# SETTING A BENCHMARK AND FORMULATING PRICING ASSUMPTIONS

We will use conventional energy as a benchmark when analyzing both models’ benefits and costs. According to the Energy Information Adminis­tration (EIA) data from 2009, the average American household consumes 936 kilowatt hours of electricity per month at an average retail price of 10.650 per kilowatt hour. This implies that average household consumes \$99.70 worth of electricity a month. However, given the specific geo­graphic locality of California, the average household spends \$139.56 in electricity a month. Helping to put this into context, the EIA states that the United States produces 4,156,745 (thousand) Megawatt hours (MWh) per year of which 48.5% comes from coal, 21.6% from natural gas, 19.4% from nuclear, 5.8% from hydroelectric sources, 1.6% from oil and 3.1% from others, such as solar and wind energy [16].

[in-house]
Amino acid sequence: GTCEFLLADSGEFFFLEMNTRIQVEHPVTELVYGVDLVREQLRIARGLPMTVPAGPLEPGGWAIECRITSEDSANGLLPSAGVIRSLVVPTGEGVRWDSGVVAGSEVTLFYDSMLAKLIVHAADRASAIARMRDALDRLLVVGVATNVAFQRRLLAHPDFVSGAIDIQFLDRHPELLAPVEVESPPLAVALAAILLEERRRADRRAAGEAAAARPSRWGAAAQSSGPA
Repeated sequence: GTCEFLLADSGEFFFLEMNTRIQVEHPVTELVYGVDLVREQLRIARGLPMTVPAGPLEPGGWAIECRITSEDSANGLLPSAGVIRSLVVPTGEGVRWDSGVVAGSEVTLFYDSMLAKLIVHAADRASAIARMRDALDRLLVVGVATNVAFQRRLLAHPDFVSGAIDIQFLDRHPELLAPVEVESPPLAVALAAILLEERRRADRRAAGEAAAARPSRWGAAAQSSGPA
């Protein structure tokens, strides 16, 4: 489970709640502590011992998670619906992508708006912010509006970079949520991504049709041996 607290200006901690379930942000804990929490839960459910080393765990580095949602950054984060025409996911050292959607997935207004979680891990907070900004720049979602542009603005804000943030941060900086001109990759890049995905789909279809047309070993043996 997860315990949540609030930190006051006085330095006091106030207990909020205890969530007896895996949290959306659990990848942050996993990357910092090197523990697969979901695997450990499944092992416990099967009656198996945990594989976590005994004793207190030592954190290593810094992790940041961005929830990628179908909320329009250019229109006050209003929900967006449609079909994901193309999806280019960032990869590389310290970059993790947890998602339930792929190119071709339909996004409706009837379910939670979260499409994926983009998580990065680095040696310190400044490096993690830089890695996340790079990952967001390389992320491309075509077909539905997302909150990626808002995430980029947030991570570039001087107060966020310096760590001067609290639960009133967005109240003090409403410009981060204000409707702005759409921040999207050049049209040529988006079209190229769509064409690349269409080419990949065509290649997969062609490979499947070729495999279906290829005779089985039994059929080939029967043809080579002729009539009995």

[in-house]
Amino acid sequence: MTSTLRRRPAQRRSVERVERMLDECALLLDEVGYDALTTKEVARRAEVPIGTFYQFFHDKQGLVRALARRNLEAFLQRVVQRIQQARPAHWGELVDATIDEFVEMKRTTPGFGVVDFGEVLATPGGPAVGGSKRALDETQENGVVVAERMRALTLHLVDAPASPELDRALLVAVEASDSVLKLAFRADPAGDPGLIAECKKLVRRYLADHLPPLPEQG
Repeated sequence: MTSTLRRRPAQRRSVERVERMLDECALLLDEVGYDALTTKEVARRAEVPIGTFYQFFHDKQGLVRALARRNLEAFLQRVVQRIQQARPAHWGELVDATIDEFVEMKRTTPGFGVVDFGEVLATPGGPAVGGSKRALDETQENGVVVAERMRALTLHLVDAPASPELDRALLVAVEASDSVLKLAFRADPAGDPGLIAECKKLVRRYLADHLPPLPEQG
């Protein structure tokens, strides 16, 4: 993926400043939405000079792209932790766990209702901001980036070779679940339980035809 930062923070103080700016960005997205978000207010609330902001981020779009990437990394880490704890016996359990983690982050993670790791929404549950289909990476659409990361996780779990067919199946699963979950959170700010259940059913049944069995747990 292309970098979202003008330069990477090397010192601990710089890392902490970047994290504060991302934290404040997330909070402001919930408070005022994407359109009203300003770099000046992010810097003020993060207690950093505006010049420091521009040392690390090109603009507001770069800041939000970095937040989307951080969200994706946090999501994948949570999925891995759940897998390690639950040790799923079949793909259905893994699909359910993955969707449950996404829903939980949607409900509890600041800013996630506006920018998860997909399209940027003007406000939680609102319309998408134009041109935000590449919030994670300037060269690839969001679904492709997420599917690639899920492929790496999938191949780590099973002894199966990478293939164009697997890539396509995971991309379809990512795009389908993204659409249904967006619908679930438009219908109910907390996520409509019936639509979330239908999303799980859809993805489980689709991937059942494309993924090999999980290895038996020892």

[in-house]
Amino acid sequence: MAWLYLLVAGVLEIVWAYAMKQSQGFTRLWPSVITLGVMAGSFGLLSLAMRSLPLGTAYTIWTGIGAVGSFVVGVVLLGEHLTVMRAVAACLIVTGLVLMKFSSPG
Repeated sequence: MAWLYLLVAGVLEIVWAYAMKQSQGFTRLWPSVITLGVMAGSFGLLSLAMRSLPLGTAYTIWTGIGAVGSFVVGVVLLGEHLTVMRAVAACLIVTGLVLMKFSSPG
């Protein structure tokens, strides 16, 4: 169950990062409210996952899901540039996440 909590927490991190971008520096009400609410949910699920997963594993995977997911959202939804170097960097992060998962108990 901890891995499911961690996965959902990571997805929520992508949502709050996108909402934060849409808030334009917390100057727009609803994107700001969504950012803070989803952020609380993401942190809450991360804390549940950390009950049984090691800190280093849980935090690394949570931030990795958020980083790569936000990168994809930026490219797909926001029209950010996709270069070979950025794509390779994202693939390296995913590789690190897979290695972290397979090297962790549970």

Since 1970, as sustained by Black, the retail price of residential elec­tricity in California has risen by an average of 6.7% annually. For our analysis, we assume that this trend will continue for the next 25 years. Un­der this criterion we expect the price of energy to be 22 cents per kWh by 2015, 42 cents per kWh by 2025 and 80 cents per kWh by 2035. Further­more, we assume a discount rate of 7%. This rate represents the opportu­nity cost of investing in a risk free asset plus an extra 2% to accommodate price shocks to electricity. Using these values we estimate the total cost of energy for our model city at a present value of \$3,471,909,155. This value represents the aggregate cost of supplying electricity to our 1,044,000,000 kWh town for 23 years. Performing the same calculations for the Sterling Dish farm and taking into consideration the necessary increase in power supplied due to transmission loss, we calculate/find a net present value of \$3,763,352,167. These results will be used when comparing the costs of the photovoltaic and Stirling engine models.